To get around this, businesses may consider a staged approach to migration, but cross-dependencies within content mean that employing tools which facilitate integration are essential. As an example, if site A is migrated on day 1 of the project as a priority, but site B is identified as data that can be migrated on day 3 or 4, third-party solutions from vendors including AvePoint can ensure any changes to content in site B that impact site A will be identified. Certain files can also be set as ‘read only’ during the migration phase, depending on business preferences. With such tools in place, business and IT staff can be confident that all content is kept up-to-date throughout the migration process, even if that process is staggered over the course of a week, for example. ¬†Security policies such as access rights and authentication management can also be automatically updated into the new cloud-hosted platform, further removing the need for manual intervention by IT staff once the migration is complete.
It’s clear that Office 365 is appealing for businesses, and its feature set will evolve quickly as upgrades and patching processes are dramatically simplified when compared with on-premises software. ¬†With improvements in constant development, and third-party tools helping businesses to make the most of their on-premises and cloud SharePoint environments, businesses can continue striving toward its day-to-day business goals while confidently providing IT assurance without overburdening IT administrators.


September 21, 2011  12:00 PM

Microsoft’s Gordon Frazer comment leads to Dutch rethink on US cloud providers

Cliff Saran Profile: Cliff Saran
cloud, data-centre, Google, Microsoft

On September 5th Dutch Minister Ivo Opstelten (Security and Justice) responded to questions relating to US cloud companies storing Duth data and the impact of the US Patriot Act. The minister’s response has major implications on data jurisdication. Here is a Google translation of the questions and answers:

 

Question 1:  Are you familiar with the message “Microsoft admits Patriot Act, can access EU-based cloud data”?

Answer 1: Yes.

Question 2: How do you assess the statement of Gordon Frazer, managing director of Microsoft UK, that all data are managed by an American company…can be requested by the US government under the Patriot Act?

Answer 2: …The statement that all data can be retrieved always seems to not reflect reality.

Question 3: Does the Dutch government,  Dutch agencies or institutions store semi-public data with (or in association with) a US company (or several US companies)? If so, what parts of the (semi-) government agencies or what are these?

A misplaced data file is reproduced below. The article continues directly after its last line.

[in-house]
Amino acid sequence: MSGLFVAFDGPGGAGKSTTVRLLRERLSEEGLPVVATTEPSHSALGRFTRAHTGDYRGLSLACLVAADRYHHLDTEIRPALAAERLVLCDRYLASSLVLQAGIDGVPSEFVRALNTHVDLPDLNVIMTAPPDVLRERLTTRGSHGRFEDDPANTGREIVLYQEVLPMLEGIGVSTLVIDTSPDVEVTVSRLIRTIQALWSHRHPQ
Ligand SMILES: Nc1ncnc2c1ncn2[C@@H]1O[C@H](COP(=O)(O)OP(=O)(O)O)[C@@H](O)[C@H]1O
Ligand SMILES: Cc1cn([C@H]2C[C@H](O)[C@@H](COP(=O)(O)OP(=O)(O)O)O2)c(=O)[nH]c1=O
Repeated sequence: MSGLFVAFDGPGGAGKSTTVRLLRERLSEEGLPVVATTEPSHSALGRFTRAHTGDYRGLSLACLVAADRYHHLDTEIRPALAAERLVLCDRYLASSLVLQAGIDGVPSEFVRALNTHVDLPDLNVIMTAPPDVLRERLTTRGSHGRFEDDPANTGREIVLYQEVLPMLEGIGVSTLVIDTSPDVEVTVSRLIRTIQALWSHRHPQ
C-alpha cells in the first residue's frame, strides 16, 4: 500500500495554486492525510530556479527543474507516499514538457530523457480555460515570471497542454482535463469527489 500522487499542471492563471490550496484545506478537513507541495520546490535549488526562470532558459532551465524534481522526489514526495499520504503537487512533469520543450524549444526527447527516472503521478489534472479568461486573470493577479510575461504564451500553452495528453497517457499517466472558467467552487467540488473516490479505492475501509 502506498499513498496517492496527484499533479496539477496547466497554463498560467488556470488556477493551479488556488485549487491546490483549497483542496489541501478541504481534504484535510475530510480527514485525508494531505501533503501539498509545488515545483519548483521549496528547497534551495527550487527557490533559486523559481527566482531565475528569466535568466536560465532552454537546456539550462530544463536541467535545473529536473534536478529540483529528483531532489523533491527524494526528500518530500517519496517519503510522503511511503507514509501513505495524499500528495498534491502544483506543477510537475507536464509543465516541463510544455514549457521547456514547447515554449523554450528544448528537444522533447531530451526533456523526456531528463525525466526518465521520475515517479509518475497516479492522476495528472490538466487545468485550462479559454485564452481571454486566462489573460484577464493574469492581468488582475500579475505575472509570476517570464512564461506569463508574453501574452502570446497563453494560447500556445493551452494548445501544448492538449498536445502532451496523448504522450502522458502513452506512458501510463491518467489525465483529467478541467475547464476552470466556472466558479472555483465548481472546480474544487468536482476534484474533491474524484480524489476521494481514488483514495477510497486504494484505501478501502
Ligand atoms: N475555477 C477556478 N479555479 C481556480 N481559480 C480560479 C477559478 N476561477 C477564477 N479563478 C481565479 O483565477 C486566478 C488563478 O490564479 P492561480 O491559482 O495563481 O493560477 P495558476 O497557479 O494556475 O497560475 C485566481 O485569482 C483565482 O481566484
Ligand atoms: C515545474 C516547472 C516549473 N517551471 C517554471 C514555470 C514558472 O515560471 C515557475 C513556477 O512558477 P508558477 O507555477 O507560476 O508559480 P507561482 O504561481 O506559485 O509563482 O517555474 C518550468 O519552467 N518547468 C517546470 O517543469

Answer 3: Yes… experimenting with Google Docs and Dropbox.

Question 4: Is there at present scenarios where the US government, under the Patriot Act, may request information on Dutch citizens? If so, what data are involved?

Answer 4: Such scenarios are not known to me.

Question 5: Are there other foreign countries that currently have laws similar to the US Patriot Act and are therefore not eligible to Dutch manage [data]?

Answer 5: There are no other governments I know thatapply  similar laws.

Question 6: Is there a policy designed to prevent a foreign power from getting access to information without the permission of the Dutch government?

Answer 6: There is no policy that specifically focused on the possible consequences of applying foreign law. However, the Minister of the Interior and Kingdom Relations takes into account the possible consequences of the application of foreign law in the policy…To prevent information from the government (also public) from being requested under the Patriot Act by the United States, the supplier for outsourcing data centres is not allowed data from the government (also Citizens).  This basically means that companies from the United States are excluded from such bids

 

 


September 20, 2011  5:47 PM

IBM third-party maintenance breathes new life into mainframes

Cliff Saran Profile: Cliff Saran
news
The European Competitions (anti-trust) Commission has ruled that IBM must publish information on mainframe spares for third party maintainers.
It’s fair to say the mainframe is not going away. Some systems, such as the core banking and insurance applications, are too complex to migrate. These systems have been running for years aware and companies and government departments should not be locked into one supplier for hardware or software maintenance on these legacy systems.
IBM will continue to sell shiny new z-series mainframe servers as data centres in or box, or cloud computing in a box. But for those organisations who do not require such leading edge, premium technology, the fact that third party maintainers will have access to IBM spares, is a breakthrough, allowing businesses to keep their trusty legacy systems operational.
Outsourcers, particularly those who operate in India or Eastern Europe,  will be able to expand their mainframe businesses,  Mainframe users will be able to selectively offload legacy mainframe computers to these suppliers. And IBM may even be able to sell more z-series hardware, as budgets are freed up which can be deployed  on modern  mainframe applications.